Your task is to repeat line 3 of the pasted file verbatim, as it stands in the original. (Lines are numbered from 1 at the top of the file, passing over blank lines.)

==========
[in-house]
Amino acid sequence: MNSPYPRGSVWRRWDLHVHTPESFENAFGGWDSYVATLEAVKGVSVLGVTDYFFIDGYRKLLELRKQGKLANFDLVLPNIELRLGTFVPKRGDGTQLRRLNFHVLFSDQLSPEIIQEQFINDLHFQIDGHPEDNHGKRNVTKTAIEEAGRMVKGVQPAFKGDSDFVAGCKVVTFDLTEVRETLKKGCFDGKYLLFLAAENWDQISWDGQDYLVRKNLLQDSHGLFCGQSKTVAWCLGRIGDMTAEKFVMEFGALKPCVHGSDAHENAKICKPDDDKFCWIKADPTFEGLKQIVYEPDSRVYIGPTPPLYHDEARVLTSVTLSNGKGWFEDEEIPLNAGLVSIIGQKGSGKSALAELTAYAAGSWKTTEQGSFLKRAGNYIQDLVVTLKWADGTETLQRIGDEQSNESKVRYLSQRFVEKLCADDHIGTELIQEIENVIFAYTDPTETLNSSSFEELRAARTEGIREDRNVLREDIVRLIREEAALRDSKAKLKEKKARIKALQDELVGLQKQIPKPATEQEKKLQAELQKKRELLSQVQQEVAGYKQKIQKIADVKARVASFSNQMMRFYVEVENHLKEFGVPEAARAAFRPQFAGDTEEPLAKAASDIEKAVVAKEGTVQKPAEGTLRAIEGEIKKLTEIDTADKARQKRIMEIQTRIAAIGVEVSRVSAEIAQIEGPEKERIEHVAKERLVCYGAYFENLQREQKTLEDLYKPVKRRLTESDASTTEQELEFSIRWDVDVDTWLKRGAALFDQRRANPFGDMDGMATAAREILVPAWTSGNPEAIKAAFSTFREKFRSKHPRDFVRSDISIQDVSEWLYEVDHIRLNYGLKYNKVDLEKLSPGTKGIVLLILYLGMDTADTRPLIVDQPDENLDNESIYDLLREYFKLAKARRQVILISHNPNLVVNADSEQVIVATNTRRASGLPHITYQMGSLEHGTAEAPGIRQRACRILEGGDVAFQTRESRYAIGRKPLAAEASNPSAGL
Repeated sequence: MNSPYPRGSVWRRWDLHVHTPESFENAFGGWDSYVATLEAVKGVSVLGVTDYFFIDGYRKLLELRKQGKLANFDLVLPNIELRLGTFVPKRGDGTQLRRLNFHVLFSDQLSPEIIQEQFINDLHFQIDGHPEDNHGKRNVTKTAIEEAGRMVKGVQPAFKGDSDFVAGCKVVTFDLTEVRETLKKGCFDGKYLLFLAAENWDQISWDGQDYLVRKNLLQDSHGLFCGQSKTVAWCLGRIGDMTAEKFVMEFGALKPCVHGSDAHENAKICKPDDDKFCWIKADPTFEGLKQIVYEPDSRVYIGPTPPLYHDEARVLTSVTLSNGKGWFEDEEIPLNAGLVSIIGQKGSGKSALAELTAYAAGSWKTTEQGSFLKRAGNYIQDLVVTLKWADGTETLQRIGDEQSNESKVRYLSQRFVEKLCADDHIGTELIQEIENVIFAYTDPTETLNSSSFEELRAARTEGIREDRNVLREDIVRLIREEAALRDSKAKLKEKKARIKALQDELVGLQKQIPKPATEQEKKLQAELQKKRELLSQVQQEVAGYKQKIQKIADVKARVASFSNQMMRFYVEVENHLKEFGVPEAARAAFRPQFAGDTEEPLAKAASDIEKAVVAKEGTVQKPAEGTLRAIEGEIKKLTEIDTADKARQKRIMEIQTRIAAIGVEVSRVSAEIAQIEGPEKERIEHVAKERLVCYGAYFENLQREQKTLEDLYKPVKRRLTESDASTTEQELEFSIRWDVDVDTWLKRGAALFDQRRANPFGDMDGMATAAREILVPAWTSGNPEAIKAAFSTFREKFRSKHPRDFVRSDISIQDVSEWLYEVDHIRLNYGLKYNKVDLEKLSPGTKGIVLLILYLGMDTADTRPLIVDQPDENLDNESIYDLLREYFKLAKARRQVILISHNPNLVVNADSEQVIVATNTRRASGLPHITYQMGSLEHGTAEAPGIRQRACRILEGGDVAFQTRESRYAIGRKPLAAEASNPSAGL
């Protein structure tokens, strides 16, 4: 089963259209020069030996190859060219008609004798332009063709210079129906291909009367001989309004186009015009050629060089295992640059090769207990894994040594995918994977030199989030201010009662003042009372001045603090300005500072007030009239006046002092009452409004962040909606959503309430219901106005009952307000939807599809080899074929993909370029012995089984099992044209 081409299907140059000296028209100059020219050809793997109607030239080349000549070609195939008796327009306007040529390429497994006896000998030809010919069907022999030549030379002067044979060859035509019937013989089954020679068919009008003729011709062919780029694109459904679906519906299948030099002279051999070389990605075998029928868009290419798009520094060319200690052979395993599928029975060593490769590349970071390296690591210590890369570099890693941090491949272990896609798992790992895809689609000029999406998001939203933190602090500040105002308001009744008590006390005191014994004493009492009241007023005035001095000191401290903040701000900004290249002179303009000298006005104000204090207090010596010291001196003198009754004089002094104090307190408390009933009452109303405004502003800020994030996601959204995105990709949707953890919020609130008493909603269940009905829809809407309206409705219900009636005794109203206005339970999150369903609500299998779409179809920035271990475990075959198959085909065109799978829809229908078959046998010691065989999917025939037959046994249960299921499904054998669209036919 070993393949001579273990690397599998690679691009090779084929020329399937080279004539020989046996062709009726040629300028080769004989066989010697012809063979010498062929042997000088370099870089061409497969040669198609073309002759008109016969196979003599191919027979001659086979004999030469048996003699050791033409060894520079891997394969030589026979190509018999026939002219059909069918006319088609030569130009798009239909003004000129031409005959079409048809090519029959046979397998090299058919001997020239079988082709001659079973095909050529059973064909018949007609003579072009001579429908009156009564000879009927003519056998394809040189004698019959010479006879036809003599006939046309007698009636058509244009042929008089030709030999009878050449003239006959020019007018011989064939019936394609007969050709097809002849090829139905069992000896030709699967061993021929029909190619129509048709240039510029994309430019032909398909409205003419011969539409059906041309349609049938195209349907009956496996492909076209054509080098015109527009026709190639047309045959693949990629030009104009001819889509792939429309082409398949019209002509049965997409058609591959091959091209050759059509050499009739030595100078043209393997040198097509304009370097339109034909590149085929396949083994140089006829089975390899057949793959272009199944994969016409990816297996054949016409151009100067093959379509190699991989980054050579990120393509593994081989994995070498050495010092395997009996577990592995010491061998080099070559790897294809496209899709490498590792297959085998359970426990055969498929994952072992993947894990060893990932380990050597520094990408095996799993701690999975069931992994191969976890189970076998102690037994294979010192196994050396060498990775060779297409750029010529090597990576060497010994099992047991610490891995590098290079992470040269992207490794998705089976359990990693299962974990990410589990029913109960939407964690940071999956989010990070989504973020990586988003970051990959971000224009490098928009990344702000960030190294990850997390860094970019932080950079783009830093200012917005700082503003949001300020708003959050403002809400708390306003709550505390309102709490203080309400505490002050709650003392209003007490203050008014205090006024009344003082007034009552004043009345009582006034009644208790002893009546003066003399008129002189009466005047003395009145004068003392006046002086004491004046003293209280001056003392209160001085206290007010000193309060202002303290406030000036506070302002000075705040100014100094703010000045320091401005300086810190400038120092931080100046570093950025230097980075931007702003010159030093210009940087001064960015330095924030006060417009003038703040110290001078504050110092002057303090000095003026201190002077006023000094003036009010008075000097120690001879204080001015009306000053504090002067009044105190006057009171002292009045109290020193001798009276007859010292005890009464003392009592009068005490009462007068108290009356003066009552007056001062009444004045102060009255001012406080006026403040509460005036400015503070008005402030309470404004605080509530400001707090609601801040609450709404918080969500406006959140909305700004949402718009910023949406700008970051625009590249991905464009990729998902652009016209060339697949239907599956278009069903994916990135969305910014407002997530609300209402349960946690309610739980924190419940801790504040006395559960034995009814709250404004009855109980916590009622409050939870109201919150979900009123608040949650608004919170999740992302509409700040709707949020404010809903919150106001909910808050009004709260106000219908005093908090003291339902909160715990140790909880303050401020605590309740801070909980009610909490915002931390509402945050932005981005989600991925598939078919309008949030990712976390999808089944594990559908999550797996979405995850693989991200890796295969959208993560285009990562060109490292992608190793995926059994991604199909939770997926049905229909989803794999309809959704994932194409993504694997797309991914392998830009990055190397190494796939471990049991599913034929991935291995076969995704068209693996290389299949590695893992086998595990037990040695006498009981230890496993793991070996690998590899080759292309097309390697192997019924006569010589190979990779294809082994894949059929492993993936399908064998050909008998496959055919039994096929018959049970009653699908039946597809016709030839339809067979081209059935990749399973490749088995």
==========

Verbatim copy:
Repeated sequence: MNSPYPRGSVWRRWDLHVHTPESFENAFGGWDSYVATLEAVKGVSVLGVTDYFFIDGYRKLLELRKQGKLANFDLVLPNIELRLGTFVPKRGDGTQLRRLNFHVLFSDQLSPEIIQEQFINDLHFQIDGHPEDNHGKRNVTKTAIEEAGRMVKGVQPAFKGDSDFVAGCKVVTFDLTEVRETLKKGCFDGKYLLFLAAENWDQISWDGQDYLVRKNLLQDSHGLFCGQSKTVAWCLGRIGDMTAEKFVMEFGALKPCVHGSDAHENAKICKPDDDKFCWIKADPTFEGLKQIVYEPDSRVYIGPTPPLYHDEARVLTSVTLSNGKGWFEDEEIPLNAGLVSIIGQKGSGKSALAELTAYAAGSWKTTEQGSFLKRAGNYIQDLVVTLKWADGTETLQRIGDEQSNESKVRYLSQRFVEKLCADDHIGTELIQEIENVIFAYTDPTETLNSSSFEELRAARTEGIREDRNVLREDIVRLIREEAALRDSKAKLKEKKARIKALQDELVGLQKQIPKPATEQEKKLQAELQKKRELLSQVQQEVAGYKQKIQKIADVKARVASFSNQMMRFYVEVENHLKEFGVPEAARAAFRPQFAGDTEEPLAKAASDIEKAVVAKEGTVQKPAEGTLRAIEGEIKKLTEIDTADKARQKRIMEIQTRIAAIGVEVSRVSAEIAQIEGPEKERIEHVAKERLVCYGAYFENLQREQKTLEDLYKPVKRRLTESDASTTEQELEFSIRWDVDVDTWLKRGAALFDQRRANPFGDMDGMATAAREILVPAWTSGNPEAIKAAFSTFREKFRSKHPRDFVRSDISIQDVSEWLYEVDHIRLNYGLKYNKVDLEKLSPGTKGIVLLILYLGMDTADTRPLIVDQPDENLDNESIYDLLREYFKLAKARRQVILISHNPNLVVNADSEQVIVATNTRRASGLPHITYQMGSLEHGTAEAPGIRQRACRILEGGDVAFQTRESRYAIGRKPLAAEASNPSAGL